Denmark has become the first European country to give Syrian refugees an ultimatum to return to the war-torn nation.
In 2019, the Danish government concluded that the Syrian capital city of Damascus and its surrounding countryside were safe enough for the refugees from those areas to return and therefore, started to review their residency permits.
Human rights groups have criticized the move, however, saying it is aimed at removing Denmark’s non-white immigrant community even if it means putting the Syrians in the harm’s way.
“We disagree with the decision to deem the Damascus area, or any other area [in Syria], safe for refugees,” Charlotte Slente, the secretary general of the Danish Refugee Council, told CNN.
“We have knowledge from various reports of arbitrary detention and ongoing civil rights abuses of the civilian population in Syria,” she added.
She was referring to a March Human Rights Council report, which accused the Syrian government of detaining some of the refugees upon their return, a policy it has continued to implement over the past 10 years.
Mattias Tesfaye, the Danish minister for immigration and integration, has defended the policy.
“Denmark has been open and honest from day one” that residence permits for Syrian refugees are “temporary, and that the permit can be revoked if the need for protection ceases to exist,” he told CNN.
“The approach of the Danish government is to provide protection to those in need of it, but when the conditions in their home country have improved, former refugees should return to the home country and reestablish their life there,” Tesfaye added.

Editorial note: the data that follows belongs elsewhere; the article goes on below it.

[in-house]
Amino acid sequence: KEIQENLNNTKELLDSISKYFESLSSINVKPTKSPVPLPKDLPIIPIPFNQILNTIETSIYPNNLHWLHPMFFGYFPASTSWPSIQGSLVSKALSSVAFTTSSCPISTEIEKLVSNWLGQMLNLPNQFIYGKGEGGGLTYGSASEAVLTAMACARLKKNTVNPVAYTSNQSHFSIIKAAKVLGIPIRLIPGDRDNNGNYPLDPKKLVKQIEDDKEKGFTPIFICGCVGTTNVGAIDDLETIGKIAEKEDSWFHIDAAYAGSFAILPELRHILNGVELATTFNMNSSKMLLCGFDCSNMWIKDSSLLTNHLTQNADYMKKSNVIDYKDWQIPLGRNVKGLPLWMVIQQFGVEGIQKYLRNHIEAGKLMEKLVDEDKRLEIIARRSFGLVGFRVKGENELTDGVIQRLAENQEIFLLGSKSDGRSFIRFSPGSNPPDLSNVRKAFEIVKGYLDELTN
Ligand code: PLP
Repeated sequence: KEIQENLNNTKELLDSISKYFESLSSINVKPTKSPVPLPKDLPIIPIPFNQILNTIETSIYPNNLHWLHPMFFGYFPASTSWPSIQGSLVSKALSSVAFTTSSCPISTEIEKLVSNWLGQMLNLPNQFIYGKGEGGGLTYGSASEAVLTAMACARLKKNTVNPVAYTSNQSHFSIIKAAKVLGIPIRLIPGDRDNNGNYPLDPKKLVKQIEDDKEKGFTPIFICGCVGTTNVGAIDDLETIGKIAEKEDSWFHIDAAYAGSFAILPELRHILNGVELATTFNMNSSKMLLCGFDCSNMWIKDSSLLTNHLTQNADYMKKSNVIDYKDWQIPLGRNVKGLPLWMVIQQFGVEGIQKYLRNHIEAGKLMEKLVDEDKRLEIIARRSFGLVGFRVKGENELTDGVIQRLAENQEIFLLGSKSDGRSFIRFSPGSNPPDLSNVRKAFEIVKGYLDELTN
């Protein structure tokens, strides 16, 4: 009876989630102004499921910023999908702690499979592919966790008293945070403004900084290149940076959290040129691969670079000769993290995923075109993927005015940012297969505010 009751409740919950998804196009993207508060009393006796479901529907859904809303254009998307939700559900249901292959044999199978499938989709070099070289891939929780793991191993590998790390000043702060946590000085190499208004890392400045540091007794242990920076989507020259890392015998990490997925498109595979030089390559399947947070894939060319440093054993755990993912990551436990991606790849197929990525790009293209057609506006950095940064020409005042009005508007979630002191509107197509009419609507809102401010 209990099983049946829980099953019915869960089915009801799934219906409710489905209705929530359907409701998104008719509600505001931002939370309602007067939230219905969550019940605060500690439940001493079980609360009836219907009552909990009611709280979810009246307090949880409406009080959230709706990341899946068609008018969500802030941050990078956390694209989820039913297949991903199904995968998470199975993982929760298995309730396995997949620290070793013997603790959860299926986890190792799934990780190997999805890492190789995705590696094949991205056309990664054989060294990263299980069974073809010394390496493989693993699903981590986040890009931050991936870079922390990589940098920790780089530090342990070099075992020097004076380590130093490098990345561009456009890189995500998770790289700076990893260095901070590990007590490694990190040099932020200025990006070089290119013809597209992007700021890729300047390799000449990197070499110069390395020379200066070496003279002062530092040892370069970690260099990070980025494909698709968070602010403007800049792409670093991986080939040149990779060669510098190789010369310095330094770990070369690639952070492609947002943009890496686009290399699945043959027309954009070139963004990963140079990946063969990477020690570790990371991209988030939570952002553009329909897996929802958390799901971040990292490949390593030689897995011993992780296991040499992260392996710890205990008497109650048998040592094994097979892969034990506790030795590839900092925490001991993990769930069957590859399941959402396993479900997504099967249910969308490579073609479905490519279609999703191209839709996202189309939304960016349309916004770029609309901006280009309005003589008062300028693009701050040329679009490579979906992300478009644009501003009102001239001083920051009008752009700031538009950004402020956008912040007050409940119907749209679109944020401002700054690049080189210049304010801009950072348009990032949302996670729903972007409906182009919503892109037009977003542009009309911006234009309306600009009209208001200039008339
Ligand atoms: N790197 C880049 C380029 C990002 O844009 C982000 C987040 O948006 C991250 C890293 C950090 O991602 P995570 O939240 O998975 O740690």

The Danish government has refused to extend the residency permits of least 300 Syrian refugees since 2019.
The country is now reexamining the protection of more than 400 more Syrian refugees living in the country.
Tesfaye has said in the past that the country cannot force the refugees to return but would help them by giving the. “a bag of money from the Danish state.”
The financial support is around $28,150, and since 2019 more than 250 Syrian refugees have taken the financial support package.
Human rights activists believe that the financial package and the refusal to extended the permits are evidence that the refugees are being given a choice between going back or facing harsh conditions at deportation centers.
The deportation centers “are like torture, designed to break people down,” Michala Clante Bendixen, the head of Refugees Welcome Denmark, told CNN.
“There are no activities, no training courses, you can’t even cook your own food,” Bendixen said.
“Denmark is strong when it comes to rights and solidarity; burden sharing and economic equality; fair governance and no corruption,” Bendixen said. “In that way, it is very surprising and very paradoxical we have this growing xenophobia and also managed to make … clearly discriminatory laws” for refugees and immigrants.
Bendixen said there appears to be “two sets of laws” in Denmark: “One set for ‘the real Danes,’ and one set for the ‘others who don’t belong here.'”